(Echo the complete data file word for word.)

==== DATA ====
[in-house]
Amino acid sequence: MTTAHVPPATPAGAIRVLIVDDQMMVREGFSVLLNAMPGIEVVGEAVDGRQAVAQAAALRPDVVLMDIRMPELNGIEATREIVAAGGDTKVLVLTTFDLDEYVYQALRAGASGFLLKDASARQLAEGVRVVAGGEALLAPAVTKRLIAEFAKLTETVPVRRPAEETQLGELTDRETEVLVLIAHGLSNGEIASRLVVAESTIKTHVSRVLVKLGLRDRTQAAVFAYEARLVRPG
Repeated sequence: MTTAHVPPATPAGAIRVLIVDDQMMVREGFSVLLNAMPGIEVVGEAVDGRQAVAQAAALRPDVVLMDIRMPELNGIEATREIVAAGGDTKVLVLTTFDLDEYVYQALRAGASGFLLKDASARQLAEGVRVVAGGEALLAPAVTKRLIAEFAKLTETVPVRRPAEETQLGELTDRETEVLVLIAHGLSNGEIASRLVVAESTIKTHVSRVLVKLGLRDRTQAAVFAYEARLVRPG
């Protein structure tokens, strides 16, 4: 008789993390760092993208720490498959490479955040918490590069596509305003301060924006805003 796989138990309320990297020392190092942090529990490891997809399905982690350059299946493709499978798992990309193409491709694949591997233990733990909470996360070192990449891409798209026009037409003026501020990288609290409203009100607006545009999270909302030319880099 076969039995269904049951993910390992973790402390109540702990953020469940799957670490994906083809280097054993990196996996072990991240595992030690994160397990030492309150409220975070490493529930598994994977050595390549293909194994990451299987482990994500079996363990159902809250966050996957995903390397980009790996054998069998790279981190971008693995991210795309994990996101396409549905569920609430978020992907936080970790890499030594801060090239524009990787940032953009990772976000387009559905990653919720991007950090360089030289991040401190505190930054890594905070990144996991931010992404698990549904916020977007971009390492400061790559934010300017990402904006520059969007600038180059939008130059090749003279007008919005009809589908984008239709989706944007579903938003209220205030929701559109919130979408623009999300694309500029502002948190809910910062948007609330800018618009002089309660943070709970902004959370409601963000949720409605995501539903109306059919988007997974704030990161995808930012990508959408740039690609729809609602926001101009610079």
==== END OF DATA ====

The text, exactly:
[in-house]
Amino acid sequence: MTTAHVPPATPAGAIRVLIVDDQMMVREGFSVLLNAMPGIEVVGEAVDGRQAVAQAAALRPDVVLMDIRMPELNGIEATREIVAAGGDTKVLVLTTFDLDEYVYQALRAGASGFLLKDASARQLAEGVRVVAGGEALLAPAVTKRLIAEFAKLTETVPVRRPAEETQLGELTDRETEVLVLIAHGLSNGEIASRLVVAESTIKTHVSRVLVKLGLRDRTQAAVFAYEARLVRPG
Repeated sequence: MTTAHVPPATPAGAIRVLIVDDQMMVREGFSVLLNAMPGIEVVGEAVDGRQAVAQAAALRPDVVLMDIRMPELNGIEATREIVAAGGDTKVLVLTTFDLDEYVYQALRAGASGFLLKDASARQLAEGVRVVAGGEALLAPAVTKRLIAEFAKLTETVPVRRPAEETQLGELTDRETEVLVLIAHGLSNGEIASRLVVAESTIKTHVSRVLVKLGLRDRTQAAVFAYEARLVRPG
């Protein structure tokens, strides 16, 4: 008789993390760092993208720490498959490479955040918490590069596509305003301060924006805003 796989138990309320990297020392190092942090529990490891997809399905982690350059299946493709499978798992990309193409491709694949591997233990733990909470996360070192990449891409798209026009037409003026501020990288609290409203009100607006545009999270909302030319880099 076969039995269904049951993910390992973790402390109540702990953020469940799957670490994906083809280097054993990196996996072990991240595992030690994160397990030492309150409220975070490493529930598994994977050595390549293909194994990451299987482990994500079996363990159902809250966050996957995903390397980009790996054998069998790279981190971008693995991210795309994990996101396409549905569920609430978020992907936080970790890499030594801060090239524009990787940032953009990772976000387009559905990653919720991007950090360089030289991040401190505190930054890594905070990144996991931010992404698990549904916020977007971009390492400061790559934010300017990402904006520059969007600038180059939008130059090749003279007008919005009809589908984008239709989706944007579903938003209220205030929701559109919130979408623009999300694309500029502002948190809910910062948007609330800018618009002089309660943070709970902004959370409601963000949720409605995501539903109306059919988007997974704030990161995808930012990508959408740039690609729809609602926001101009610079």